Political sketch: Cash-for-croutons

Dave's battering from the wrong side of Fleet Street.

When Harold Wilson came up with adage "a week is a long time in politics," he could not have imagined that a successor would reduce it to just three hours. Stand up David Cameron.

With the cash-for-croutons scandal leading the news for the second day in a row, the hapless, inaptly named, Paymaster General Francis Maude was trundled out onto the Today Programme at 8am this morning to try to draw a line under it.

He was to make it quite clear that the Prime Minister was standing firm and would not be naming who he had invited round to his place for dinner with him and Sam Cam, as this was a totally private matter.

But as what remained of Francis escaped into the street following disemboweling by Evan Davis. By then, it was already obvious this would not stand and so at 11am, a sweaty faced PM took advantage of a pre-booking at the Alzheimer's Society to cave in.

It would be wrong, however, to lay the real credit for this volte-face with Mr Davis -- or indeed Mr Maude. Instead, the final realization in Downing Street was that they had managed to fall out spectacularly with their traditional backers the Tory Press. It was only after they had digested the full severity of the attacks on their man this morning in the Mail, the Telegraph and the Sun that Cameron Camp accepted the game was up.

The Prime Minister has never been a family favourite among the more recidivist members of Fleet Street who much prefer the nouveau riche to the simply-riche like Dave. And their distrust has only grown over the eagerness with which he has embraced the link-up with the Lib Dems which he and they both know has helped keep the "hang 'em and flog 'em" approach to politics -- so beloved of their readers -- in check.

But even he was stung by the severity of the attacks this morning.

The Daily Mail, which ran a headline asking "Just why is Cameron such a terrible judge of character," questioned the appointment of Treasurer Cruddas and asked about his lack of judgement when it come to "spivs" with money.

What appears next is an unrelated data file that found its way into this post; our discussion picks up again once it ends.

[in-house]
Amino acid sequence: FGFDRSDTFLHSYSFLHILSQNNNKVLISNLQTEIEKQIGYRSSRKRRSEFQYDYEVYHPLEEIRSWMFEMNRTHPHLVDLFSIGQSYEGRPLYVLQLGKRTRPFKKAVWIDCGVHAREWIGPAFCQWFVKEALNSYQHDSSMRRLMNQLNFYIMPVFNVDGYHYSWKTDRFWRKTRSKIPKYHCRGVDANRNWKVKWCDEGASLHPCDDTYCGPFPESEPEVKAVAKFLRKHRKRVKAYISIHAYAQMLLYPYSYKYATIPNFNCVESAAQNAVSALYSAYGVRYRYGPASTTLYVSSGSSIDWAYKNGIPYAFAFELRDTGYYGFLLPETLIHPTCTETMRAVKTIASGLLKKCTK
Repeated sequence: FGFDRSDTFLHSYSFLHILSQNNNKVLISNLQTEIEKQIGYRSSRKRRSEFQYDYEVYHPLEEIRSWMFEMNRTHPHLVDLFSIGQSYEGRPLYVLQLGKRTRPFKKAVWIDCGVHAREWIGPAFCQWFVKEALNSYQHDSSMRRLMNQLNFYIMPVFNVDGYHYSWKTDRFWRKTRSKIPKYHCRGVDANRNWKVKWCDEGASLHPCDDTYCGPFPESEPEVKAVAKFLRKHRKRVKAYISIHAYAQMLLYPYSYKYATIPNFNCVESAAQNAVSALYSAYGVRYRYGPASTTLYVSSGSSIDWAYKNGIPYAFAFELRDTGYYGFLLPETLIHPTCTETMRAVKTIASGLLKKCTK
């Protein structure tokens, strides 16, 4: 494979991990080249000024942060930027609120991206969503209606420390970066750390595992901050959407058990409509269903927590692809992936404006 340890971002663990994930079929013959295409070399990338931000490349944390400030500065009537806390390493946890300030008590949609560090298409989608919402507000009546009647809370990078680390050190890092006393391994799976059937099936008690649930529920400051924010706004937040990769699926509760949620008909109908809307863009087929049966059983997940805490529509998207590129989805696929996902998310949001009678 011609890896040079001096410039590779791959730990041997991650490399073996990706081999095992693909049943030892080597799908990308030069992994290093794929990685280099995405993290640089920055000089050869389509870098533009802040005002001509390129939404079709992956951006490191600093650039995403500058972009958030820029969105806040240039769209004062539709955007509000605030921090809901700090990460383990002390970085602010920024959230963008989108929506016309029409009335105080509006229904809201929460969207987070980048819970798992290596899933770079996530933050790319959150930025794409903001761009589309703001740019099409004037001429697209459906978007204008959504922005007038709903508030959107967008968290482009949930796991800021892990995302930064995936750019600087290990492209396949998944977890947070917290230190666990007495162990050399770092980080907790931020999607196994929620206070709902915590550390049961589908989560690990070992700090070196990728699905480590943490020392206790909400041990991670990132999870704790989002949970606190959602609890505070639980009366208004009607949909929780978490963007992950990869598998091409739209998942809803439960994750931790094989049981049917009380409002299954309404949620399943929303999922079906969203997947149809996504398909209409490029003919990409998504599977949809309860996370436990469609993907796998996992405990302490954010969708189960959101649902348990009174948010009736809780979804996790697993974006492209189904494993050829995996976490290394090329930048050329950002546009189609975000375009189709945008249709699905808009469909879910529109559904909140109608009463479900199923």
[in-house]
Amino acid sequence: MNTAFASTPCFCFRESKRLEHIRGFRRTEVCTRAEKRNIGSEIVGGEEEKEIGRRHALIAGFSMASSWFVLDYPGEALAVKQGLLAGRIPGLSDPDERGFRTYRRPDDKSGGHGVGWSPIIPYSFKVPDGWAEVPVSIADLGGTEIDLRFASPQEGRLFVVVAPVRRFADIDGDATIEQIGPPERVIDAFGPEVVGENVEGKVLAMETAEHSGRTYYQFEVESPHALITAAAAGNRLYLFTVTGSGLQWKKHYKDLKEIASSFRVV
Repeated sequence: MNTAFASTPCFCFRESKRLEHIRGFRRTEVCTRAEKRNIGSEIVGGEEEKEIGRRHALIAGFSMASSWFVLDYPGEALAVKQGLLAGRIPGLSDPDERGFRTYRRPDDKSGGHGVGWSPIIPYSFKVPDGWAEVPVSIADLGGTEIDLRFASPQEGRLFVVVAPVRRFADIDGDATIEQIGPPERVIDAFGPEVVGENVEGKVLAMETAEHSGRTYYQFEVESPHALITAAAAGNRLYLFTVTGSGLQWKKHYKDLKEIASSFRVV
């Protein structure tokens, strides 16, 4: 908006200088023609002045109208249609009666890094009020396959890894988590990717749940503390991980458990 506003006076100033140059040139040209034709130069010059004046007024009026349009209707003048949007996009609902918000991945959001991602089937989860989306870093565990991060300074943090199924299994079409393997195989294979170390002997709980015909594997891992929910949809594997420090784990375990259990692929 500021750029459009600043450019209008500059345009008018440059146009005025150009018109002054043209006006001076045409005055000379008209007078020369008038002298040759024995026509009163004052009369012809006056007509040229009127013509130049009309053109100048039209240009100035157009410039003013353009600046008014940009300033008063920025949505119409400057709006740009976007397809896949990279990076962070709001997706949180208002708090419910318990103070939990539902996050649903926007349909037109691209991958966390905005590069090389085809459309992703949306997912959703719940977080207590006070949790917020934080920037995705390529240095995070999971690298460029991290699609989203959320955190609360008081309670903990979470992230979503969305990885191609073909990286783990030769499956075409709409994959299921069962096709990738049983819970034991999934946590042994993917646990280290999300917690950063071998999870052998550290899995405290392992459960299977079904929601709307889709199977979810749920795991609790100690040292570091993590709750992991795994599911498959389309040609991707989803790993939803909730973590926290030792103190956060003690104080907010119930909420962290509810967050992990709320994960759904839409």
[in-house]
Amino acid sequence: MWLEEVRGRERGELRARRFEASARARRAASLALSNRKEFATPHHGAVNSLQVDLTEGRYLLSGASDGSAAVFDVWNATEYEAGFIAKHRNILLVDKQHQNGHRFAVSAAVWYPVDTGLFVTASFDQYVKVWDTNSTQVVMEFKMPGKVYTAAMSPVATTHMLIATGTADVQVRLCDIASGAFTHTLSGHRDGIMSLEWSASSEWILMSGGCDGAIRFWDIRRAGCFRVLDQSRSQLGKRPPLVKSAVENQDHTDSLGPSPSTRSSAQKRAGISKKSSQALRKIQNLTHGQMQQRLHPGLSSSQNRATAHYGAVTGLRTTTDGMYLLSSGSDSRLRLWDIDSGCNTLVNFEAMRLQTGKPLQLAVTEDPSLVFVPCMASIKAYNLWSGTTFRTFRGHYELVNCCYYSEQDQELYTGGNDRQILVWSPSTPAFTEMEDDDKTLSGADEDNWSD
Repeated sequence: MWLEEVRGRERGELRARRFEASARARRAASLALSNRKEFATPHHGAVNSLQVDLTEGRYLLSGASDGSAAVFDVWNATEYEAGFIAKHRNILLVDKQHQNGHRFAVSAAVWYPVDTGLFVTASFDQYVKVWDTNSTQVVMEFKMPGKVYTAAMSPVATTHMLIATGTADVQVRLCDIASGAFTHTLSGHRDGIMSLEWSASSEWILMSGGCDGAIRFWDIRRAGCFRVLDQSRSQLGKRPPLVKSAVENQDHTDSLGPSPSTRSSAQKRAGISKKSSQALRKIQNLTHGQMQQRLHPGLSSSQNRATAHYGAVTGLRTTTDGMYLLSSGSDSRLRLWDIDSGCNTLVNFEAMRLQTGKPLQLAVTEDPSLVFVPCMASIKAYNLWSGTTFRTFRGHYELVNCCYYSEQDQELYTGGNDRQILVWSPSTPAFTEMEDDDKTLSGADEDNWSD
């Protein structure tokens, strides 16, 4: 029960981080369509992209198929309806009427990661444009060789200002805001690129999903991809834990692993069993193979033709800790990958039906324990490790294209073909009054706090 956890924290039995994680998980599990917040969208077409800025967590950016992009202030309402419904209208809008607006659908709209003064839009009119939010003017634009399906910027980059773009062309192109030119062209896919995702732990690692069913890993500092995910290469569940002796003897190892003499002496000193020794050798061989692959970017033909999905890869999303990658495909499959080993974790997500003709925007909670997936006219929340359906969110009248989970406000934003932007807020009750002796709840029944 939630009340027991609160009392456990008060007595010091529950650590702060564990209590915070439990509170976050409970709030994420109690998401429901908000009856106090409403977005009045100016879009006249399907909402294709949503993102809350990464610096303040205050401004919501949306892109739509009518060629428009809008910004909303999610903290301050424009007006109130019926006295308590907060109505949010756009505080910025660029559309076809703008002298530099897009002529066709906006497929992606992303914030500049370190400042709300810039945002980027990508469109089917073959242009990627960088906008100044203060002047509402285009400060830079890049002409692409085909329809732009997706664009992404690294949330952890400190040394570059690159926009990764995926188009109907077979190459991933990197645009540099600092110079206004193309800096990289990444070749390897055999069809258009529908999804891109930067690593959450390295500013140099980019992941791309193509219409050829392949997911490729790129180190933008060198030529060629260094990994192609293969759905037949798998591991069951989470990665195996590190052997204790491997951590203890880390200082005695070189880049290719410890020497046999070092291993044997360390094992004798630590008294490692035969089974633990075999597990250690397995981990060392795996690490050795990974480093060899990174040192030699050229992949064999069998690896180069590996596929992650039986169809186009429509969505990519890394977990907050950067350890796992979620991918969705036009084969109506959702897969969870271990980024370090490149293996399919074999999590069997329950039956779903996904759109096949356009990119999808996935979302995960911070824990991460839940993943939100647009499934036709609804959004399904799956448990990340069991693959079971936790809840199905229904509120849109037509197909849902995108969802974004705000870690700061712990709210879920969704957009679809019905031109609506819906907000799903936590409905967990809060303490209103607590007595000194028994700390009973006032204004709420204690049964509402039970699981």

It was the Mail which led the campaign to oust previous Tory Treasurer David Rowlands, who forked out £2.7m for the Party at the General Election, having said his appointment was being "viewed with alarm" following allegations about his business affairs. Editor Paul Dacre will have noted that Mr Rowlands was one of the "high value" guests now admitted by the Prime Minister to have sat at the Cameron table.

The Telegraph, up in arms since the Osborne cock-up over pensioners last week infuriated thousands of its readers, said the cumulative impression was "toxic" for the Tories.

Equally scathing was the Sun, who only a year ago was solidly pro-Cameron as he partied away with James Murdoch and Rebekah Brooks. But that was before he was forced into the Leveson inquiry to head off the trouble cause by another of his character calls, making Andy Coulson his chief mouthpiece. The Sun asked if millions of voters will be wondering if the 50p tax rate was scrapped after "a few cosy lunches with millionaire backers".

Cameron will no doubt find a way out of this latest disaster as he has the rest, but the mistakes keep adding up.

He gambles on short memories and long traditions to bring the faithful -- and that includes his side of Fleet Street -- back on side come the election. But that assumes he will still be there and, as Margaret Thatcher found out, it isn't always a given.

Who's for dinner? Photograph: Getty Images

Peter McHugh is the former Director of Programmes at GMTV and Chief Executive Officer of Quiddity Productions

Photo: Getty
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Who's winning the European referendum? The Vicar of Dibley gives us a clue

These polls seem meaningless, but they reveal things more conventional ones miss.

At the weekend, YouGov released some polling on 30 fictional characters and their supposed views on Brexit.  If you calculate a net pro-Remain score (per cent thinking that person would back Remain minus the per cent thinking they’d vote for Leave), you have a list that is topped by Geraldine Granger, the Vicar of Dibley (+21), and ends with Jim Royle (-38).